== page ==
An early May Appeals Court decision said that being required to keep performance logs in response to substandard work, a comment alluding to race and the existence of “mysterious people” who ask how you are doing when exiting your office does not amount to a work environment that justifies resigning from a job and getting unemployment benefits.
G.P. appealed a decision by the Board Of Review (Board) of the New Jersey Department of Labor and Workforce Development (Department) that disqualified her from unemployment benefits, because she left “work without good cause attributable to the work.” She began working for defendant S.C. in February 2014. In October, data she entered into the computer system started to go missing. She testified that her supervisor screamed at her and didn’t allow her to attend certain computer training. She also said the supervisor said things like “what do you think you’re a soul sister you don’t know stuff like that.” G.P. is white/Hispanic.
The next month, she submitted an Employee Complaint/Concern Form detailing the allegations against the supervisor. A few days later, the supervisor “sent [G.P.] an email with an attached Employee Warning Notice, and asked her to keep daily logs of her work, since she failed to timely input significant amounts of data.” In response to the investigation, the company changed her supervisor to another woman.
In early December, G.P. notified the company’s CEO that she believed her new supervisor had incorrectly charged patients and had improperly coded medical records. The company then asked her to take time off while they investigated. She responded by locking her door and turning in her keys. At a meeting between the old and new supervisor and her, it was claimed that G.P. was hostile openly toward the new supervisor.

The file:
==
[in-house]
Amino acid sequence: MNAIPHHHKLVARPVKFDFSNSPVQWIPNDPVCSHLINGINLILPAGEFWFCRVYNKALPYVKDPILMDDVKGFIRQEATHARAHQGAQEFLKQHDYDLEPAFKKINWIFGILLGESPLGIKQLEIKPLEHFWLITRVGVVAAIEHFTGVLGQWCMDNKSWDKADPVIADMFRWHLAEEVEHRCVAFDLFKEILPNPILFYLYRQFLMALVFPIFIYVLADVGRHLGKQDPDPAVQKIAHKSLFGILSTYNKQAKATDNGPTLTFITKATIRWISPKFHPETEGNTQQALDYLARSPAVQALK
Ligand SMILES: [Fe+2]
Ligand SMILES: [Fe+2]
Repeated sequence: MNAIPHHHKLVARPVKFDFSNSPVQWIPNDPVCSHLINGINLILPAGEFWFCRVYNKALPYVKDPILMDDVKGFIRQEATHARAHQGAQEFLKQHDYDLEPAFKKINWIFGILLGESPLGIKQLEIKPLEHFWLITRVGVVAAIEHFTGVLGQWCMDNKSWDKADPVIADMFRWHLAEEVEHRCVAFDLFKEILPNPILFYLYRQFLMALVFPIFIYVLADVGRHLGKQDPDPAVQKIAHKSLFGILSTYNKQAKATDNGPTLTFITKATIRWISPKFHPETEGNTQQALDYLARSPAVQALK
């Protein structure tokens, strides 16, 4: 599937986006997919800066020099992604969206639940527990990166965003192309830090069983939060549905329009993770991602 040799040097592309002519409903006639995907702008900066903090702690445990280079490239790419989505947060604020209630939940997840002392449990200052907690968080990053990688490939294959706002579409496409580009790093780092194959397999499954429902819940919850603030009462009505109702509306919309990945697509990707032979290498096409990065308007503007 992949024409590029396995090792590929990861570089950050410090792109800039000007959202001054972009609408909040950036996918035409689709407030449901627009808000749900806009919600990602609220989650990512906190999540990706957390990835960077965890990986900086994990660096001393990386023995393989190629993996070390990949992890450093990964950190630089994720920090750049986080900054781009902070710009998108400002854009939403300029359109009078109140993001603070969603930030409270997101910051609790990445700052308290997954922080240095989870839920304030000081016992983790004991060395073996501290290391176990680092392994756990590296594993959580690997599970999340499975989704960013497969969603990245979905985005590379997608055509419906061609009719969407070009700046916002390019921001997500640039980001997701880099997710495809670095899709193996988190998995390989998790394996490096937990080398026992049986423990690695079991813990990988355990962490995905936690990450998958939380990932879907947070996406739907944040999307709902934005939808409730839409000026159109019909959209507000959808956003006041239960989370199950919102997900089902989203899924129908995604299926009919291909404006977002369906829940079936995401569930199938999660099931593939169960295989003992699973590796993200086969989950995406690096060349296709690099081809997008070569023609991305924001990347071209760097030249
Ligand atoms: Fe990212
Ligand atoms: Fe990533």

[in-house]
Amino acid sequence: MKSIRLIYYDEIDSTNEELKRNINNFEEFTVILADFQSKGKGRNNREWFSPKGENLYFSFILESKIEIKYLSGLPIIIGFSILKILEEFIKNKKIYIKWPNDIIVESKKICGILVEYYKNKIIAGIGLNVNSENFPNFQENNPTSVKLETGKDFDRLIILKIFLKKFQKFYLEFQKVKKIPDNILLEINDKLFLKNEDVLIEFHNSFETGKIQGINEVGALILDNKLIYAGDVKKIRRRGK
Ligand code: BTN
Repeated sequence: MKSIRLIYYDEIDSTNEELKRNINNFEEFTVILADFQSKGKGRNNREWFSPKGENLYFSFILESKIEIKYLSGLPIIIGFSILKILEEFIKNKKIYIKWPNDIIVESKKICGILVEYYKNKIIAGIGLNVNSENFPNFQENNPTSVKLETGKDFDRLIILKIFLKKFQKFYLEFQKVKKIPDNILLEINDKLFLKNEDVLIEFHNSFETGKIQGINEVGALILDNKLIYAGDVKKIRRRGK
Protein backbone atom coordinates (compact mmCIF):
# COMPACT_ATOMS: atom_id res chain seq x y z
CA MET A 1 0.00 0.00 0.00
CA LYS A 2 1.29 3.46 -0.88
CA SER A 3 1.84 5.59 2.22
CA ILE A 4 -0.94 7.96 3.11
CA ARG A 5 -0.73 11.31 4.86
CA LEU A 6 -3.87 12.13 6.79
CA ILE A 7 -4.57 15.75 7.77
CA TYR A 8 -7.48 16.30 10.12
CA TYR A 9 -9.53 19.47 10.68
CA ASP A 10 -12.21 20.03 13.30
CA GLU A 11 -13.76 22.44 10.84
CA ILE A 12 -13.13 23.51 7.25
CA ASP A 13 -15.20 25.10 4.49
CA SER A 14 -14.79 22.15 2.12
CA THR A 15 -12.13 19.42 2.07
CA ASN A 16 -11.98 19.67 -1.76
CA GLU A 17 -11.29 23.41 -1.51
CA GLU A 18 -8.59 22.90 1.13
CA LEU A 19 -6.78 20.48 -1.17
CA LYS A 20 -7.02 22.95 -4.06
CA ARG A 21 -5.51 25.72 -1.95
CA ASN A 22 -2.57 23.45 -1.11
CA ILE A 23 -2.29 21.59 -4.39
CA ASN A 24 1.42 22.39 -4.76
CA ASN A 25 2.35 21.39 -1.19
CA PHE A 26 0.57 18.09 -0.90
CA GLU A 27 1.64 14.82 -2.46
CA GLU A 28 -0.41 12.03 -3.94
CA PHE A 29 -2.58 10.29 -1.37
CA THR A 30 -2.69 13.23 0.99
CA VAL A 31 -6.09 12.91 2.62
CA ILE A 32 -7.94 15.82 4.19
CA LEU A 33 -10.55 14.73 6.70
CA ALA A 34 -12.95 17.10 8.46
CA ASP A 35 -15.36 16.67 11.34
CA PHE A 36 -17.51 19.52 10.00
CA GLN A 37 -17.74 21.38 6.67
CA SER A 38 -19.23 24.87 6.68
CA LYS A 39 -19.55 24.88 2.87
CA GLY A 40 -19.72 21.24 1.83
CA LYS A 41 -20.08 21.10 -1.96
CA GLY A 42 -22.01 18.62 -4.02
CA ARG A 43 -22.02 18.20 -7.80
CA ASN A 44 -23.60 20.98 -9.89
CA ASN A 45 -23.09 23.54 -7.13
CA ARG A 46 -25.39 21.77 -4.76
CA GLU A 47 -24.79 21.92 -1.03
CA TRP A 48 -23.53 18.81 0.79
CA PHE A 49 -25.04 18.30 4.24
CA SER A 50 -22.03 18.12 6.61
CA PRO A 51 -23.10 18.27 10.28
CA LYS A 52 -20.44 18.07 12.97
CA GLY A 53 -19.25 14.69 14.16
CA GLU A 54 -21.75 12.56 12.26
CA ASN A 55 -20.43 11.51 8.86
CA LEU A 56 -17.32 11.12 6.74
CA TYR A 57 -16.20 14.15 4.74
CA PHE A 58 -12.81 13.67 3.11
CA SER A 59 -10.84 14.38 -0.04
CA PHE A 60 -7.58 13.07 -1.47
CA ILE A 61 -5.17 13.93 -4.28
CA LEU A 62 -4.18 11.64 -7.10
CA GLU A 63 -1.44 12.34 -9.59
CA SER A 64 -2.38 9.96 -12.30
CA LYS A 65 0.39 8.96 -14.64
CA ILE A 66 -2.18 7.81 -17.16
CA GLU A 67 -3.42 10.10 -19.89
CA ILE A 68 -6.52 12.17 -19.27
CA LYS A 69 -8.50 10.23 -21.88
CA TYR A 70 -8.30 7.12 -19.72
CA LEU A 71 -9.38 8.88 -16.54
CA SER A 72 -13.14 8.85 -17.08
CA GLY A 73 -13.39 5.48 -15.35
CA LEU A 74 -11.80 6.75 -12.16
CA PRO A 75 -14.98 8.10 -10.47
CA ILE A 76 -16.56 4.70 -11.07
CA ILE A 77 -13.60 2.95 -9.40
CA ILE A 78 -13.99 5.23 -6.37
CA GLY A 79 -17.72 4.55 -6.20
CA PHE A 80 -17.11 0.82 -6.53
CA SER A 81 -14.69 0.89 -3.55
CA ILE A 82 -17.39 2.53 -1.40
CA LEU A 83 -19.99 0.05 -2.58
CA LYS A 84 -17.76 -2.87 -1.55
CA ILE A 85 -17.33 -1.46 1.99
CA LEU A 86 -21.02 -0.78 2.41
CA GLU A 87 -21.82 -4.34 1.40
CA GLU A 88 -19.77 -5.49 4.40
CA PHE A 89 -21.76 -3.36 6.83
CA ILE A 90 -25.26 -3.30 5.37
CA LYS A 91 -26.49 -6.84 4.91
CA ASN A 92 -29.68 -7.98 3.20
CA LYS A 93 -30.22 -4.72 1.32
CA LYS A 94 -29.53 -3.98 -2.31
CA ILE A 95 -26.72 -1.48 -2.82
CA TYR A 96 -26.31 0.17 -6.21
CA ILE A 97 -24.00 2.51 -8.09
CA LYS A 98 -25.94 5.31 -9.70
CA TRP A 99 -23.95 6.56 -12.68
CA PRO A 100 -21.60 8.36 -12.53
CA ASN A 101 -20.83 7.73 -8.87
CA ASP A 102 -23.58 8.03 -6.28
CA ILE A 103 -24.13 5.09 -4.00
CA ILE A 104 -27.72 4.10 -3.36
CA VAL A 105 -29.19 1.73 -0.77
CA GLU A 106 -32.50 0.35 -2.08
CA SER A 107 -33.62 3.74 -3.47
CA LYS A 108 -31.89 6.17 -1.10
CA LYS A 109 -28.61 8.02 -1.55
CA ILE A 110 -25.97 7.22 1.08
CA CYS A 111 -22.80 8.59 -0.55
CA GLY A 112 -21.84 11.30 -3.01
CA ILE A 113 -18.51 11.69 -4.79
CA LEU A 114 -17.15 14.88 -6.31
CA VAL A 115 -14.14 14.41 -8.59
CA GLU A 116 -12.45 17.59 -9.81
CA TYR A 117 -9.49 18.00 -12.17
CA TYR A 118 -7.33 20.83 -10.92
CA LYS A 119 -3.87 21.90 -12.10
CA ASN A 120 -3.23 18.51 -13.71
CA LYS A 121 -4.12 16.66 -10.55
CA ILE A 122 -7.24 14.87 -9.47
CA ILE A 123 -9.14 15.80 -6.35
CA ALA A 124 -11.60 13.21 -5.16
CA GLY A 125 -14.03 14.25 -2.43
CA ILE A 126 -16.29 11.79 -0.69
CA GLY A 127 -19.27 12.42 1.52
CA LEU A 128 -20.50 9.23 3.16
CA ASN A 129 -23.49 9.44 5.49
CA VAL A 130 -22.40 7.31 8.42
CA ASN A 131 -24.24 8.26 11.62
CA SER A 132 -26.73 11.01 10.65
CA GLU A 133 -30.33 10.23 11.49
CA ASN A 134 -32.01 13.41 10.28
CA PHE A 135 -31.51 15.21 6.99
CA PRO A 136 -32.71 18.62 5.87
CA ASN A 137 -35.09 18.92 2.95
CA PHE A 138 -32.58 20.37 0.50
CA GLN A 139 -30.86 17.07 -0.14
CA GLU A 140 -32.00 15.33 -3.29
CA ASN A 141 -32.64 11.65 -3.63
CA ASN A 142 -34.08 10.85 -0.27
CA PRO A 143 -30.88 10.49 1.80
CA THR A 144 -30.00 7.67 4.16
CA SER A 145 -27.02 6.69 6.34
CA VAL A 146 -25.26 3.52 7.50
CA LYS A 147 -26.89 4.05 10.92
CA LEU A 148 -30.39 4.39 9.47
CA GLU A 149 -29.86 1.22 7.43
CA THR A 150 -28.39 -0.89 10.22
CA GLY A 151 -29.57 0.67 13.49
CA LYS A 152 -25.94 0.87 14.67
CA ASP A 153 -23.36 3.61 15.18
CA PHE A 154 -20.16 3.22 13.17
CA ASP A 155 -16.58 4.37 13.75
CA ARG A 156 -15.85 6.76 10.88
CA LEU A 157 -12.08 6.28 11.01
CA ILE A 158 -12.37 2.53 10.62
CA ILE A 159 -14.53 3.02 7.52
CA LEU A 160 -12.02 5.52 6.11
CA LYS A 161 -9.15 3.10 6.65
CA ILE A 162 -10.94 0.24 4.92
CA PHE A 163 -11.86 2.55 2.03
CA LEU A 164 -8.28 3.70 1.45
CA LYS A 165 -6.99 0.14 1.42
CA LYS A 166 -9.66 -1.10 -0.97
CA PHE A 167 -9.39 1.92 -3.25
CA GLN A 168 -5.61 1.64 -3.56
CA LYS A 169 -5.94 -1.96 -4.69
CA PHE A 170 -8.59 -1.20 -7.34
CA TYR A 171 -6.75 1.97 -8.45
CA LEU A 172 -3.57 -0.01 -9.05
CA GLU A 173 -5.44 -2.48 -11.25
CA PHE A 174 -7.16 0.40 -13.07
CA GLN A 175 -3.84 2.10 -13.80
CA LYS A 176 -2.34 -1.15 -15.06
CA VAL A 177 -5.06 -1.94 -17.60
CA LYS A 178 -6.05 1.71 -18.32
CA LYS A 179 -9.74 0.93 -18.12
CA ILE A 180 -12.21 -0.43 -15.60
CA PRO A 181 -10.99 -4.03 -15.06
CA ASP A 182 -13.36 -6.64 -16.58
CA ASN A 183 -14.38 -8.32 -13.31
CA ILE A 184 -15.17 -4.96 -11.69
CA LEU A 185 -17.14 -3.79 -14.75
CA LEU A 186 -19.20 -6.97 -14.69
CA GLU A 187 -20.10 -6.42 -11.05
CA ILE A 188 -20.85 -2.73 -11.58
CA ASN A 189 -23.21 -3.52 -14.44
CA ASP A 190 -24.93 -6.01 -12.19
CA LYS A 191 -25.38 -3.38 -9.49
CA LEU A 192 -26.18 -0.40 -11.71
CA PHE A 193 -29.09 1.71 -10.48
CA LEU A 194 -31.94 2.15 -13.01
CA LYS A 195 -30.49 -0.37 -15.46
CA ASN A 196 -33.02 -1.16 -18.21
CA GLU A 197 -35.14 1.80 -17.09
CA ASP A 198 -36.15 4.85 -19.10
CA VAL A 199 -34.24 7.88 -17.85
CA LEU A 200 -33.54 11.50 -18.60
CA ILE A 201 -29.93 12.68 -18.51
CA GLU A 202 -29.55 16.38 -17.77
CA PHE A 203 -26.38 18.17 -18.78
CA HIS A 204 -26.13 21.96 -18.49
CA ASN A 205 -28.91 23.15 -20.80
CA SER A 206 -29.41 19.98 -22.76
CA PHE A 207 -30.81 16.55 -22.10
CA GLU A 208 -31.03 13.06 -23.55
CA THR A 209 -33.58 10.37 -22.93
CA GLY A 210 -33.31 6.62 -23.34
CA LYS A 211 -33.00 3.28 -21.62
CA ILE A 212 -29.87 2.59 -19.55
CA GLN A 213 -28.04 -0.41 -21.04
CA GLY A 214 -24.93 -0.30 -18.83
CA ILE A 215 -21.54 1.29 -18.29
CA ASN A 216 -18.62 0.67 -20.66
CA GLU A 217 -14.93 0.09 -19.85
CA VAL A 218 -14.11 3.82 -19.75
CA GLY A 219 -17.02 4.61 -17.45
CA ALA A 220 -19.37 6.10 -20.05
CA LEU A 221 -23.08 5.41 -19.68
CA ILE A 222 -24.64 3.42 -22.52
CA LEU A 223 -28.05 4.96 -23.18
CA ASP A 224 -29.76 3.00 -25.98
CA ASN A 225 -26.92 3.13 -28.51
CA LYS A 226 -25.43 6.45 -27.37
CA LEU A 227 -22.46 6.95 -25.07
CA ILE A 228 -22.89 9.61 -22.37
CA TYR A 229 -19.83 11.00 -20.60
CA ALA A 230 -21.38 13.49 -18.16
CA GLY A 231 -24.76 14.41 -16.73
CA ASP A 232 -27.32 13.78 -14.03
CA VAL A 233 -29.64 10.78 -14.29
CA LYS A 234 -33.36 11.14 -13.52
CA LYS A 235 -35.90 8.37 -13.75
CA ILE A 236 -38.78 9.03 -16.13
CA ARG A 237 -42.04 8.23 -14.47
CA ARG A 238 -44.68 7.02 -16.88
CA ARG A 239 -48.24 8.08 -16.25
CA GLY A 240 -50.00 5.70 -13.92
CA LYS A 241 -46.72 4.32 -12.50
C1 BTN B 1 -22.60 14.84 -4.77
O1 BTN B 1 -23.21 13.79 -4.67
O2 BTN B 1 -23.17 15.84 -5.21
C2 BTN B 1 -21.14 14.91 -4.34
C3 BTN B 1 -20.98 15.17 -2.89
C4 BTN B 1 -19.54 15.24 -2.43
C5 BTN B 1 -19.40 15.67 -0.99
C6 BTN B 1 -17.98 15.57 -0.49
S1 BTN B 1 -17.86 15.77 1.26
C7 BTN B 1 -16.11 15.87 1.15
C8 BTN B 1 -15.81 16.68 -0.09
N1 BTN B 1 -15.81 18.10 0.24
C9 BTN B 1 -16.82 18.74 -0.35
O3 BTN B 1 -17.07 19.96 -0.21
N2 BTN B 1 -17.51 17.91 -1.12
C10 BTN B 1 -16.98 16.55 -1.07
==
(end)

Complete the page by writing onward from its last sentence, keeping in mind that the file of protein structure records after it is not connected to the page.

G.P. also said that around the same time, she began to see strange people when leaving the office who would ask “Hi – how you doing?” as well as other unexplained mysterious things. “I couldn’t handle having to worry that I could be falsely accused of fabricating data and going to jail,” she said. She claimed that that these things made her employment “unbearable,” submitted a resignation letter and applied for unemployment benefits, which was denied. It was found she did not leave work for “good cause,” the standard for getting benefits after quitting a job.
She appealed to the Appeal Tribunal of the Department, which confirmed the decision, because G.P. did not show that her working conditions were abnormal, or that her supervisor’s actions were sufficient cause to resign. On appeal, the Appeals Court repeated the law that when a person voluntarily leaves work, he or she must show it was for good cause to receive benefits. The court then reviewed the “soul sister” comment and the performance log requirement in response to her poor performance – and found that they did not amount to good cause.
With respect to the mysterious strange people, the Court found that she never spoke with management about it or attempted to determine their identity. This situation also does not amount to a work environment so abnormal or unbearable that resignation is the only option.
There is a “public policy interest” that taxpayer funded benefits be given only to those who are out of work through no fault of their own. A person who feels he or she is being subject to an unbearable or hostile work or “strange” environment should consult an attorney before quitting the job. Evan Xavier Bakhet is a J.D. Candidate at Rutgers School of Law-Newark with a scheduled graduation date in 2017. He collaborated with me on this blog.